Two-sided Manning verdict

The leaker must pay the price for his actions, but his case should lead to a needed debate about government secrecy


Bradley Manning, the U.S. Army private whom a military court convicted this week of violating the Espionage Act by leaking classified government documents, must bear the consequences of his lawbreaking. But his revelations can — and should — help make public officials more accountable for their actions, both in waging war abroad and in building the national secrecy state at home.

Col. Denise Lind, the presiding judge at Private Manning’s trial, properly acquitted him of the most serious charge: aiding the enemy, a crime punishable by life in prison or even death. Prosecutors noted that some of the 700,000 military and diplomatic documents he stole and gave to the WikiLeaks Web site turned up on the computers of Osama bin Laden and other al-Qaeda leaders.

But defense lawyers argued that Manning, a former intelligence analyst and Iraq veteran, had shown no intent to harm this country or help foreign terrorists. Instead, Manning said he wanted to use his disclosures to stimulate a vital public debate on U.S. war policy in Iraq and Afghanistan.

His whistle-blowing often was valuable, as with his release of a video of a U.S. helicopter attack in Baghdad that killed 12 civilians. At other times, his leaks were clumsy and reckless.

Some documents included names — which WikiLeaks did not conceal — of individual U.S. operatives and foreign nationals who risked their lives to serve this country. Manning’s release of a quarter-million confidential State Department cables, in the name of “open diplomacy,” has damaged this county’s conduct of international relations to an extent that is still undefined.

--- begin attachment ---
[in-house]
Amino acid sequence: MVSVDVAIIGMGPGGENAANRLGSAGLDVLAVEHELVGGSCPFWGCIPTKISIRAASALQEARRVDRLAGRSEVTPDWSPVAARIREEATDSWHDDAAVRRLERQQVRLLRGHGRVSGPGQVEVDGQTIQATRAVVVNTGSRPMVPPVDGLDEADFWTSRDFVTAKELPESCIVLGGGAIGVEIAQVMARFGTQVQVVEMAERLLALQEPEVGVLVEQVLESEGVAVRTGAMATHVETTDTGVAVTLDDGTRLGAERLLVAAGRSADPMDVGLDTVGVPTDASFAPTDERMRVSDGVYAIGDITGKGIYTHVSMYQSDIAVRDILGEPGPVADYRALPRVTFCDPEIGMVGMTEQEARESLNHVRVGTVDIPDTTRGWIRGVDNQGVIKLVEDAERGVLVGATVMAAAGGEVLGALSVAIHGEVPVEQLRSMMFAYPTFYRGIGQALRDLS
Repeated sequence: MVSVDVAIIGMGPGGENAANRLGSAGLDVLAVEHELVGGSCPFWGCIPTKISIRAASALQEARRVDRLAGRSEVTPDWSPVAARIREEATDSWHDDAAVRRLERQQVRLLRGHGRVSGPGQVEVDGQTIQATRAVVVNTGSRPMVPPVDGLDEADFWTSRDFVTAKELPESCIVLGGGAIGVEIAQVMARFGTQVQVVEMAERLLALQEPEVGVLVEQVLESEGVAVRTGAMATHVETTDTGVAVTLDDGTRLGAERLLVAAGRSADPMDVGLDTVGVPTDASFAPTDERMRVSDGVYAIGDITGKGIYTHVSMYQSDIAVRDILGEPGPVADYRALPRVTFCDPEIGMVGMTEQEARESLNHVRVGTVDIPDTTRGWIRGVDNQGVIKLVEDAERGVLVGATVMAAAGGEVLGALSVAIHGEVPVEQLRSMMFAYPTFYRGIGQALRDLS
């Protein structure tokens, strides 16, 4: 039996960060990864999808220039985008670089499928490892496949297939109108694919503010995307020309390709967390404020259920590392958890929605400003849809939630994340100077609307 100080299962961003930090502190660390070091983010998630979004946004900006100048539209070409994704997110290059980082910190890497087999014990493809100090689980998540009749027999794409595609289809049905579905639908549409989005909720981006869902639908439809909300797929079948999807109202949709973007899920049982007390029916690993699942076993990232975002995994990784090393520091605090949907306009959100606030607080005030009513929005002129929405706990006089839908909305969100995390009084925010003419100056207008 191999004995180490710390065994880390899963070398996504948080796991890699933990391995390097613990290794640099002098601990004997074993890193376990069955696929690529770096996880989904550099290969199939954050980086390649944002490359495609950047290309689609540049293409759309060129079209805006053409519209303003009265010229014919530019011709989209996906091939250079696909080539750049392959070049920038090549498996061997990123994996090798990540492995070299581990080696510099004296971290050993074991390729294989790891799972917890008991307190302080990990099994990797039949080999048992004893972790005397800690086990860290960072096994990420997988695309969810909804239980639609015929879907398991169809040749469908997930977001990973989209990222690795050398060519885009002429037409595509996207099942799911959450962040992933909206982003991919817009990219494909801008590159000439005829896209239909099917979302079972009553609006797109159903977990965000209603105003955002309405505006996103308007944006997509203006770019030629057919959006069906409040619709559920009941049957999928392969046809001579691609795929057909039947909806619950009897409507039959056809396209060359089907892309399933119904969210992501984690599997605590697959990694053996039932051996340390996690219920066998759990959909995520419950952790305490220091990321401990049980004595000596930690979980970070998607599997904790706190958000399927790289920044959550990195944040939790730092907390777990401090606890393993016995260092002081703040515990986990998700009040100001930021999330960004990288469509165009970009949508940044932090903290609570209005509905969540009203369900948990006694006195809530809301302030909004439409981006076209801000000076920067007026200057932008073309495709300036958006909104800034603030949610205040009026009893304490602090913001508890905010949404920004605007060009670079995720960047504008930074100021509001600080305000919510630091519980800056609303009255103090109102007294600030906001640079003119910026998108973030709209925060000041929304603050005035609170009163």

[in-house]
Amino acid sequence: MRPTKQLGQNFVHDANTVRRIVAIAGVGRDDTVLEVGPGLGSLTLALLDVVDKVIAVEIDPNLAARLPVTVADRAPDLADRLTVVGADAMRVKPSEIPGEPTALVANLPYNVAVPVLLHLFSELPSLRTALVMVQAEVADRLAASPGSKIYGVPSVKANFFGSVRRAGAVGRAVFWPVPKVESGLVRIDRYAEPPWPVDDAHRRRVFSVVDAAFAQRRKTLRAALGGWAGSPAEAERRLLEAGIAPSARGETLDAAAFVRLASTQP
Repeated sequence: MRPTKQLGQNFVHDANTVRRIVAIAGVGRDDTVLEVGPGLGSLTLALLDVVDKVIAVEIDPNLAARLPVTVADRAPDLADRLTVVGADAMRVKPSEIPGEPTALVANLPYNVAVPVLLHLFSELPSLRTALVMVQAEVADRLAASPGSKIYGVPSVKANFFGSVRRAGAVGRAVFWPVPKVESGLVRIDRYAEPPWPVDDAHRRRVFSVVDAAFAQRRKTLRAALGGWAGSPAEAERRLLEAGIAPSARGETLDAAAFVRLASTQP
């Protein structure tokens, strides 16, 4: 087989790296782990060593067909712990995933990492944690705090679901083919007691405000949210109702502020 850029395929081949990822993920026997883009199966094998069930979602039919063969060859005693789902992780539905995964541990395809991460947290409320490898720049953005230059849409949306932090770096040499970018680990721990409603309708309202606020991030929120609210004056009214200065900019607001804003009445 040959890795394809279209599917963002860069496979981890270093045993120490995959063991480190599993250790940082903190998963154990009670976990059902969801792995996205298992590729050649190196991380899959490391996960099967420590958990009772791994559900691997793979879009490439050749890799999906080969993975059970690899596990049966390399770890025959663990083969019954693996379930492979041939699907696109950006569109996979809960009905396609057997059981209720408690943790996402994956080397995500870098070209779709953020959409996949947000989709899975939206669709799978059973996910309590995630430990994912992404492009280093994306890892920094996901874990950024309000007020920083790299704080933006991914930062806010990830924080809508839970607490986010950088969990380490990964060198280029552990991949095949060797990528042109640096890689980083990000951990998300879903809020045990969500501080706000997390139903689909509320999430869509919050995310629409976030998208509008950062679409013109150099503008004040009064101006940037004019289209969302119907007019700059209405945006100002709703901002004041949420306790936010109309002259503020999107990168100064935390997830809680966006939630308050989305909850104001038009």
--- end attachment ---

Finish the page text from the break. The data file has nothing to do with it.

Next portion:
To his credit, Manning has not tried to escape responsibility for his actions, as has Edward Snowden, the fugitive private contractor who recently disclosed the National Security Agency’s bulk collection of Americans’ phone records. Manning conceded that he broke the law when he pleaded guilty to 10 of the charges against him.

This week’s conviction included other charges against Manning that could add up to a prison term of 136 years. Violating national security is a grave offense, meriting meaningful punishment.

But Manning already has faced harsh treatment: He was imprisoned for three years before his case came to trial. During that time, he was held in solitary confinement for as long as 23 hours a day, sometimes without clothing.

Colonel Lind said his confinement was “more rigorous than necessary.” It’s hard to see what purpose would be served by imposing a vindictively inflated sentence on Manning now.

More broadly, the issues that Manning has raised through his disclosures, however dubiously, remain to be engaged. Does the government’s system for classifying documents really protect national security, or is it as absurdly overbroad as critics assert?

When millions of civilians have security clearances, how secret are these documents? Has the Obama Administration’s aggressive use of the Espionage Act to prosecute alleged leakers — more than twice as many such cases as all prior administrations combined — made Americans much safer, or just deprived them of information they have a right to know?

Manning is neither a hero nor a traitor. He broke the law and must pay for that. But his conviction will have greater value if it generates a serious debate on national security, and the extent of government secrecy and limits on personal freedom needed to achieve it.